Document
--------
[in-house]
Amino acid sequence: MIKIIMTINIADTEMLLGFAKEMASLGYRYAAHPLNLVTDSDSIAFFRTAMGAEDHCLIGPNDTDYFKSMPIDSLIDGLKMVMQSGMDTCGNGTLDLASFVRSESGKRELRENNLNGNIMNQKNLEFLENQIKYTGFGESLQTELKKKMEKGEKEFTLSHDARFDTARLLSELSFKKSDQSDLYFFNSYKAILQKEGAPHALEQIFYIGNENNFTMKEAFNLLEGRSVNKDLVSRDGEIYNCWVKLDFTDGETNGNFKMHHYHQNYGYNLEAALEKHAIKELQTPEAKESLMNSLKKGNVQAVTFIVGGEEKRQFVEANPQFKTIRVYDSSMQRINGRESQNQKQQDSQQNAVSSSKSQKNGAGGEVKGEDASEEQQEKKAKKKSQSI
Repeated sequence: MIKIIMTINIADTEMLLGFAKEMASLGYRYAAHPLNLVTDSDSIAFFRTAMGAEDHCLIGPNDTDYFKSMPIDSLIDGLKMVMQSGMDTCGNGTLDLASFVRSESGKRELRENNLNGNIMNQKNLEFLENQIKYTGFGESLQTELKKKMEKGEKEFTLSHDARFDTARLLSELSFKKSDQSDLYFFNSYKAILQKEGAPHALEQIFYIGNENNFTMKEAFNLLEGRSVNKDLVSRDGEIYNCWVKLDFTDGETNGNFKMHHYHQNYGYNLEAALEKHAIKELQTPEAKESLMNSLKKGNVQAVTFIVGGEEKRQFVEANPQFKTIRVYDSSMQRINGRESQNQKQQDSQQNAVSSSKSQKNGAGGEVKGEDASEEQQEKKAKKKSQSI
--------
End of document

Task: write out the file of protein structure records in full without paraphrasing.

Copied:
[in-house]
Amino acid sequence: MIKIIMTINIADTEMLLGFAKEMASLGYRYAAHPLNLVTDSDSIAFFRTAMGAEDHCLIGPNDTDYFKSMPIDSLIDGLKMVMQSGMDTCGNGTLDLASFVRSESGKRELRENNLNGNIMNQKNLEFLENQIKYTGFGESLQTELKKKMEKGEKEFTLSHDARFDTARLLSELSFKKSDQSDLYFFNSYKAILQKEGAPHALEQIFYIGNENNFTMKEAFNLLEGRSVNKDLVSRDGEIYNCWVKLDFTDGETNGNFKMHHYHQNYGYNLEAALEKHAIKELQTPEAKESLMNSLKKGNVQAVTFIVGGEEKRQFVEANPQFKTIRVYDSSMQRINGRESQNQKQQDSQQNAVSSSKSQKNGAGGEVKGEDASEEQQEKKAKKKSQSI
Repeated sequence: MIKIIMTINIADTEMLLGFAKEMASLGYRYAAHPLNLVTDSDSIAFFRTAMGAEDHCLIGPNDTDYFKSMPIDSLIDGLKMVMQSGMDTCGNGTLDLASFVRSESGKRELRENNLNGNIMNQKNLEFLENQIKYTGFGESLQTELKKKMEKGEKEFTLSHDARFDTARLLSELSFKKSDQSDLYFFNSYKAILQKEGAPHALEQIFYIGNENNFTMKEAFNLLEGRSVNKDLVSRDGEIYNCWVKLDFTDGETNGNFKMHHYHQNYGYNLEAALEKHAIKELQTPEAKESLMNSLKKGNVQAVTFIVGGEEKRQFVEANPQFKTIRVYDSSMQRINGRESQNQKQQDSQQNAVSSSKSQKNGAGGEVKGEDASEEQQEKKAKKKSQSI